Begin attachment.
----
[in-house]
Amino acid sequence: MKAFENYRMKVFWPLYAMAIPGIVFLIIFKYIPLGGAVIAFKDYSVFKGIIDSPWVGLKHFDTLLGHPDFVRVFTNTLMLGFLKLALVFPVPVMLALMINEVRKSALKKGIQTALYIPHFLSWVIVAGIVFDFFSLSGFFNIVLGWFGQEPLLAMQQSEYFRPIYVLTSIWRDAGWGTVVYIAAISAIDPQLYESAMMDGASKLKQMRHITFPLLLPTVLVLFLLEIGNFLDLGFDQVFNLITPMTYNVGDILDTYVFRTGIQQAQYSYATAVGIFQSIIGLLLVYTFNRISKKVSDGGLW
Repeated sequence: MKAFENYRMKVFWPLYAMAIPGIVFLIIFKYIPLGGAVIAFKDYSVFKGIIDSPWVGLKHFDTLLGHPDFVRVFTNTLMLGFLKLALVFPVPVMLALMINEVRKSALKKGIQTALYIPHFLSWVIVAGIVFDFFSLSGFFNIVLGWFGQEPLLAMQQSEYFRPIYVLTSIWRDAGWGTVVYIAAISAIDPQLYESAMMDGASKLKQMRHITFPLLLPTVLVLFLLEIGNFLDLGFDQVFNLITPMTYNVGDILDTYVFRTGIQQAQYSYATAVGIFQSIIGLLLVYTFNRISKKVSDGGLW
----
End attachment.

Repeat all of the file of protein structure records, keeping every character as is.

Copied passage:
[in-house]
Amino acid sequence: MKAFENYRMKVFWPLYAMAIPGIVFLIIFKYIPLGGAVIAFKDYSVFKGIIDSPWVGLKHFDTLLGHPDFVRVFTNTLMLGFLKLALVFPVPVMLALMINEVRKSALKKGIQTALYIPHFLSWVIVAGIVFDFFSLSGFFNIVLGWFGQEPLLAMQQSEYFRPIYVLTSIWRDAGWGTVVYIAAISAIDPQLYESAMMDGASKLKQMRHITFPLLLPTVLVLFLLEIGNFLDLGFDQVFNLITPMTYNVGDILDTYVFRTGIQQAQYSYATAVGIFQSIIGLLLVYTFNRISKKVSDGGLW
Repeated sequence: MKAFENYRMKVFWPLYAMAIPGIVFLIIFKYIPLGGAVIAFKDYSVFKGIIDSPWVGLKHFDTLLGHPDFVRVFTNTLMLGFLKLALVFPVPVMLALMINEVRKSALKKGIQTALYIPHFLSWVIVAGIVFDFFSLSGFFNIVLGWFGQEPLLAMQQSEYFRPIYVLTSIWRDAGWGTVVYIAAISAIDPQLYESAMMDGASKLKQMRHITFPLLLPTVLVLFLLEIGNFLDLGFDQVFNLITPMTYNVGDILDTYVFRTGIQQAQYSYATAVGIFQSIIGLLLVYTFNRISKKVSDGGLW